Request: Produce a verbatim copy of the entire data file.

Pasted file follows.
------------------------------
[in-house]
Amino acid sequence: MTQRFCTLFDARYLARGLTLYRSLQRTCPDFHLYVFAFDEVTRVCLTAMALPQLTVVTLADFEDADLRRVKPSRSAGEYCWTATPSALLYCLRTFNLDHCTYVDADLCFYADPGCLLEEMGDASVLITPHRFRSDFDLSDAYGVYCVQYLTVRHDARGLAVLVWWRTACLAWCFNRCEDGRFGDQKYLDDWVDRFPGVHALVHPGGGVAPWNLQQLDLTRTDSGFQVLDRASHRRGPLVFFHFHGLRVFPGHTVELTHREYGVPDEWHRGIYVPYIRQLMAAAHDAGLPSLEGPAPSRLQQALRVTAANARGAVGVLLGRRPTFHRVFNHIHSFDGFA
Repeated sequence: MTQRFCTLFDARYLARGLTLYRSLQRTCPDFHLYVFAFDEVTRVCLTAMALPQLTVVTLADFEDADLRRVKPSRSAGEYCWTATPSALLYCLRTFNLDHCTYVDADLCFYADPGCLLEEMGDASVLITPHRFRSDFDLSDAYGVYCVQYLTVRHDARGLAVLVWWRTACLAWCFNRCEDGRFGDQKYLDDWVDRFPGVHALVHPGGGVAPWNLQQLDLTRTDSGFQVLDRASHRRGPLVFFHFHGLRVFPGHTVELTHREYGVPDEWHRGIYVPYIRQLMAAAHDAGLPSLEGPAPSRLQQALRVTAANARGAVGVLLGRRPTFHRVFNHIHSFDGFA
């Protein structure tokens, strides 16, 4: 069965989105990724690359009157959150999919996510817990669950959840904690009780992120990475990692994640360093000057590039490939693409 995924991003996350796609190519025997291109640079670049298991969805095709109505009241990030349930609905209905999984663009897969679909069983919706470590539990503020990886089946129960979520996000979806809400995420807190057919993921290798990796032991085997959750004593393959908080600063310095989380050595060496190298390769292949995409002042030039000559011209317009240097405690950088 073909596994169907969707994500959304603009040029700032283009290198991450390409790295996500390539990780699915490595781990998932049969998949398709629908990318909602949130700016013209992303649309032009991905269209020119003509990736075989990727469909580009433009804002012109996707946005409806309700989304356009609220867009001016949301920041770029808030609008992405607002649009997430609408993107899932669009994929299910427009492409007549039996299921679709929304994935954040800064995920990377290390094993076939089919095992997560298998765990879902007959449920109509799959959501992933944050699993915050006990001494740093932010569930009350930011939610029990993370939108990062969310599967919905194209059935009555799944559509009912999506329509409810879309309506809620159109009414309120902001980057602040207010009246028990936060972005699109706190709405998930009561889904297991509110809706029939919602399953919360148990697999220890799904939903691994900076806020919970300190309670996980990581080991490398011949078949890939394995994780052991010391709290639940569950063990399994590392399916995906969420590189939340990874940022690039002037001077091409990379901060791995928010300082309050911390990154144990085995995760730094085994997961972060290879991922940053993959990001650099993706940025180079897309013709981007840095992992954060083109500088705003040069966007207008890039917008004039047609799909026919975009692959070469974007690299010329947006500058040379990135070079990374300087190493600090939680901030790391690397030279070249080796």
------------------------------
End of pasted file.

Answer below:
[in-house]
Amino acid sequence: MTQRFCTLFDARYLARGLTLYRSLQRTCPDFHLYVFAFDEVTRVCLTAMALPQLTVVTLADFEDADLRRVKPSRSAGEYCWTATPSALLYCLRTFNLDHCTYVDADLCFYADPGCLLEEMGDASVLITPHRFRSDFDLSDAYGVYCVQYLTVRHDARGLAVLVWWRTACLAWCFNRCEDGRFGDQKYLDDWVDRFPGVHALVHPGGGVAPWNLQQLDLTRTDSGFQVLDRASHRRGPLVFFHFHGLRVFPGHTVELTHREYGVPDEWHRGIYVPYIRQLMAAAHDAGLPSLEGPAPSRLQQALRVTAANARGAVGVLLGRRPTFHRVFNHIHSFDGFA
Repeated sequence: MTQRFCTLFDARYLARGLTLYRSLQRTCPDFHLYVFAFDEVTRVCLTAMALPQLTVVTLADFEDADLRRVKPSRSAGEYCWTATPSALLYCLRTFNLDHCTYVDADLCFYADPGCLLEEMGDASVLITPHRFRSDFDLSDAYGVYCVQYLTVRHDARGLAVLVWWRTACLAWCFNRCEDGRFGDQKYLDDWVDRFPGVHALVHPGGGVAPWNLQQLDLTRTDSGFQVLDRASHRRGPLVFFHFHGLRVFPGHTVELTHREYGVPDEWHRGIYVPYIRQLMAAAHDAGLPSLEGPAPSRLQQALRVTAANARGAVGVLLGRRPTFHRVFNHIHSFDGFA
């Protein structure tokens, strides 16, 4: 069965989105990724690359009157959150999919996510817990669950959840904690009780992120990475990692994640360093000057590039490939693409 995924991003996350796609190519025997291109640079670049298991969805095709109505009241990030349930609905209905999984663009897969679909069983919706470590539990503020990886089946129960979520996000979806809400995420807190057919993921290798990796032991085997959750004593393959908080600063310095989380050595060496190298390769292949995409002042030039000559011209317009240097405690950088 073909596994169907969707994500959304603009040029700032283009290198991450390409790295996500390539990780699915490595781990998932049969998949398709629908990318909602949130700016013209992303649309032009991905269209020119003509990736075989990727469909580009433009804002012109996707946005409806309700989304356009609220867009001016949301920041770029808030609008992405607002649009997430609408993107899932669009994929299910427009492409007549039996299921679709929304994935954040800064995920990377290390094993076939089919095992997560298998765990879902007959449920109509799959959501992933944050699993915050006990001494740093932010569930009350930011939610029990993370939108990062969310599967919905194209059935009555799944559509009912999506329509409810879309309506809620159109009414309120902001980057602040207010009246028990936060972005699109706190709405998930009561889904297991509110809706029939919602399953919360148990697999220890799904939903691994900076806020919970300190309670996980990581080991490398011949078949890939394995994780052991010391709290639940569950063990399994590392399916995906969420590189939340990874940022690039002037001077091409990379901060791995928010300082309050911390990154144990085995995760730094085994997961972060290879991922940053993959990001650099993706940025180079897309013709981007840095992992954060083109500088705003040069966007207008890039917008004039047609799909026919975009692959070469974007690299010329947006500058040379990135070079990374300087190493600090939680901030790391690397030279070249080796």